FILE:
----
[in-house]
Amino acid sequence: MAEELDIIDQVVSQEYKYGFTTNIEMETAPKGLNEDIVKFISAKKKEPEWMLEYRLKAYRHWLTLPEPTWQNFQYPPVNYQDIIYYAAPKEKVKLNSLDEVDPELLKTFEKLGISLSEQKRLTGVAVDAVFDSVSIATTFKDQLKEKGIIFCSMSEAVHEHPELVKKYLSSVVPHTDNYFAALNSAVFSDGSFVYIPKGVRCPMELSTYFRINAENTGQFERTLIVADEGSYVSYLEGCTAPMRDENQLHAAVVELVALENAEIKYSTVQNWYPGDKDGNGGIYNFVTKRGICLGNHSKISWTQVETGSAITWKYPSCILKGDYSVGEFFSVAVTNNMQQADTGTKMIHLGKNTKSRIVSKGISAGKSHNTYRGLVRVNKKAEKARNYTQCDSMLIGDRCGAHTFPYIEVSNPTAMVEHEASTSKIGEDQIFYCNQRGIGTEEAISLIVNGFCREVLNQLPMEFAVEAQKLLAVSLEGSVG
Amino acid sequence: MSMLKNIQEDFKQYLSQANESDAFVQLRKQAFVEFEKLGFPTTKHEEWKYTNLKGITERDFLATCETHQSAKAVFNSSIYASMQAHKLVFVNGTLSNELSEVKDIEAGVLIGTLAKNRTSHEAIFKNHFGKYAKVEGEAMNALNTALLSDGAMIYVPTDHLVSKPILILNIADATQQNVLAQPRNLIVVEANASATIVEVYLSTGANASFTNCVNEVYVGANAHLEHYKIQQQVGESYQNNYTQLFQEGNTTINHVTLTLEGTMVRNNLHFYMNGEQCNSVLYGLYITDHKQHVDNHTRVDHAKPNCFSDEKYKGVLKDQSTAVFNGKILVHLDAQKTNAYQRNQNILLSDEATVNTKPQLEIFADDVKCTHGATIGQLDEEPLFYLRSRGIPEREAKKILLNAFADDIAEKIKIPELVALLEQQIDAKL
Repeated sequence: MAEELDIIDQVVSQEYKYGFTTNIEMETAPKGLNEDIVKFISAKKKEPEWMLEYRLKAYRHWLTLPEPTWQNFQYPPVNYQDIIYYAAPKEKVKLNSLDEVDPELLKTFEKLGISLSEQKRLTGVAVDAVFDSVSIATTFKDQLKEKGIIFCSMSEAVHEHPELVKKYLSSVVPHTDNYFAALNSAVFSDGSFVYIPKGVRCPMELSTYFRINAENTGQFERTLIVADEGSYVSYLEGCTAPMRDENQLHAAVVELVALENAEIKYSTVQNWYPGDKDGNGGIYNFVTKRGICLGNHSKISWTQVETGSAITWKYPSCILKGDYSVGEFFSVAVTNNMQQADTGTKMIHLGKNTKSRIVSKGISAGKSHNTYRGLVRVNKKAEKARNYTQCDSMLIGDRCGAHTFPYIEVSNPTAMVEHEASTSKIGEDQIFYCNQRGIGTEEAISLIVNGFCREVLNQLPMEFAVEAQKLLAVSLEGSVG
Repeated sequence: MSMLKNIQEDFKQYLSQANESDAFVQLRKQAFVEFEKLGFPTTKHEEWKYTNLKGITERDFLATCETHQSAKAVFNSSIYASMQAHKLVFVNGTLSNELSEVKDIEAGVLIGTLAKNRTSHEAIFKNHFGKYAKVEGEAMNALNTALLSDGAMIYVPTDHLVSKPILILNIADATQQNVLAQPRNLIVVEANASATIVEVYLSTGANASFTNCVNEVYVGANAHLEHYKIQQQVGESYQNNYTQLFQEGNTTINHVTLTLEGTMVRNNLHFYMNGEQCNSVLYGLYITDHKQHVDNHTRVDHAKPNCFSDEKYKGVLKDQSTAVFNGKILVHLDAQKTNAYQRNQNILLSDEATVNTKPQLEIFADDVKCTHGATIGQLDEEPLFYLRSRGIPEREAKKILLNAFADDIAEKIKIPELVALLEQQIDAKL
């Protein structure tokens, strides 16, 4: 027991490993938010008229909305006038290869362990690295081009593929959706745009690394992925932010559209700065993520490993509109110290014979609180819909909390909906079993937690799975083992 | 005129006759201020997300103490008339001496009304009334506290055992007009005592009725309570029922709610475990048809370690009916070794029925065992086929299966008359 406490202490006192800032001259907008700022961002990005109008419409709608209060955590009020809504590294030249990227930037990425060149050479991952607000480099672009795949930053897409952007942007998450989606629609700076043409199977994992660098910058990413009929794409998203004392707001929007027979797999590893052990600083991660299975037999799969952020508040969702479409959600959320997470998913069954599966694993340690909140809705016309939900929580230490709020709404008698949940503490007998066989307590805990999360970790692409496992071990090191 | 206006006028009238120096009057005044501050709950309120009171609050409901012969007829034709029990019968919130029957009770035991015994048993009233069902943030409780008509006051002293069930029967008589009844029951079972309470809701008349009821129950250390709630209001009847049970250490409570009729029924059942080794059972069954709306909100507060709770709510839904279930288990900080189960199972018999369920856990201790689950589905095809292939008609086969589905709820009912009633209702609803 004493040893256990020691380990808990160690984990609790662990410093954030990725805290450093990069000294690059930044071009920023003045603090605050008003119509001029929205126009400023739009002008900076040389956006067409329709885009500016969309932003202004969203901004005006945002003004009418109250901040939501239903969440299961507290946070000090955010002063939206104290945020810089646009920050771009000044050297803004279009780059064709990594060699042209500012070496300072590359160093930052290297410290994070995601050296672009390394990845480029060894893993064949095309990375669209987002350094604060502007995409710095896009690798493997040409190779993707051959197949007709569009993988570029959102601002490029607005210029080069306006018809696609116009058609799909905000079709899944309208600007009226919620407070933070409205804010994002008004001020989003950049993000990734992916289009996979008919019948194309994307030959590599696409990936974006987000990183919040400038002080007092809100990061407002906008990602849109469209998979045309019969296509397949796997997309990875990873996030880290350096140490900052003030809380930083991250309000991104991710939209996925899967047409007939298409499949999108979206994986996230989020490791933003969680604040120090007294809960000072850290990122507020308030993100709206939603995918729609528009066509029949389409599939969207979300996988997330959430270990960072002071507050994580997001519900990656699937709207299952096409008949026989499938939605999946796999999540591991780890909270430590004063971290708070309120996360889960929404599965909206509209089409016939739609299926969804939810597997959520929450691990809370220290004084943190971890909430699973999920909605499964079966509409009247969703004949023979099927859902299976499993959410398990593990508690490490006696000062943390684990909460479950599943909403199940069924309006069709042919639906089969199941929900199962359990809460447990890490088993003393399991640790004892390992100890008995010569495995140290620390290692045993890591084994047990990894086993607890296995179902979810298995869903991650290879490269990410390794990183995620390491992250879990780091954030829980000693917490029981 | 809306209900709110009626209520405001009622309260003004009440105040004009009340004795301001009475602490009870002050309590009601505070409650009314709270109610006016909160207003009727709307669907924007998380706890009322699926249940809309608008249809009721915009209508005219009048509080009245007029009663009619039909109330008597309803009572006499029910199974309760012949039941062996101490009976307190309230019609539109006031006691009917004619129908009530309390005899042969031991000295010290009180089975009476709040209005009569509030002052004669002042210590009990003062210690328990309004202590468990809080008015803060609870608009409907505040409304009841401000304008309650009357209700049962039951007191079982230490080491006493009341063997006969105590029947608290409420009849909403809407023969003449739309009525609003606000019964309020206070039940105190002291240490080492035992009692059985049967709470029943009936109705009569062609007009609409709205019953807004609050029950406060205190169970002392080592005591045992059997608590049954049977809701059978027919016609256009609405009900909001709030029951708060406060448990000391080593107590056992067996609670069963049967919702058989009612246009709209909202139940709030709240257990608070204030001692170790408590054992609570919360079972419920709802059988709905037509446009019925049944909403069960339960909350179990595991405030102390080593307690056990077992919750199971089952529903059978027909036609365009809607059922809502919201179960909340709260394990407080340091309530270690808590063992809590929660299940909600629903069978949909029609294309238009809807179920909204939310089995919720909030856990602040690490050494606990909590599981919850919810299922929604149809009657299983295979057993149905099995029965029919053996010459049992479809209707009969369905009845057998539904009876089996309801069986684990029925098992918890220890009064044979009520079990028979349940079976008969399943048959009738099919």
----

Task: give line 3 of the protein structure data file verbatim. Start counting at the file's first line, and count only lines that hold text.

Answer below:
Amino acid sequence: MSMLKNIQEDFKQYLSQANESDAFVQLRKQAFVEFEKLGFPTTKHEEWKYTNLKGITERDFLATCETHQSAKAVFNSSIYASMQAHKLVFVNGTLSNELSEVKDIEAGVLIGTLAKNRTSHEAIFKNHFGKYAKVEGEAMNALNTALLSDGAMIYVPTDHLVSKPILILNIADATQQNVLAQPRNLIVVEANASATIVEVYLSTGANASFTNCVNEVYVGANAHLEHYKIQQQVGESYQNNYTQLFQEGNTTINHVTLTLEGTMVRNNLHFYMNGEQCNSVLYGLYITDHKQHVDNHTRVDHAKPNCFSDEKYKGVLKDQSTAVFNGKILVHLDAQKTNAYQRNQNILLSDEATVNTKPQLEIFADDVKCTHGATIGQLDEEPLFYLRSRGIPEREAKKILLNAFADDIAEKIKIPELVALLEQQIDAKL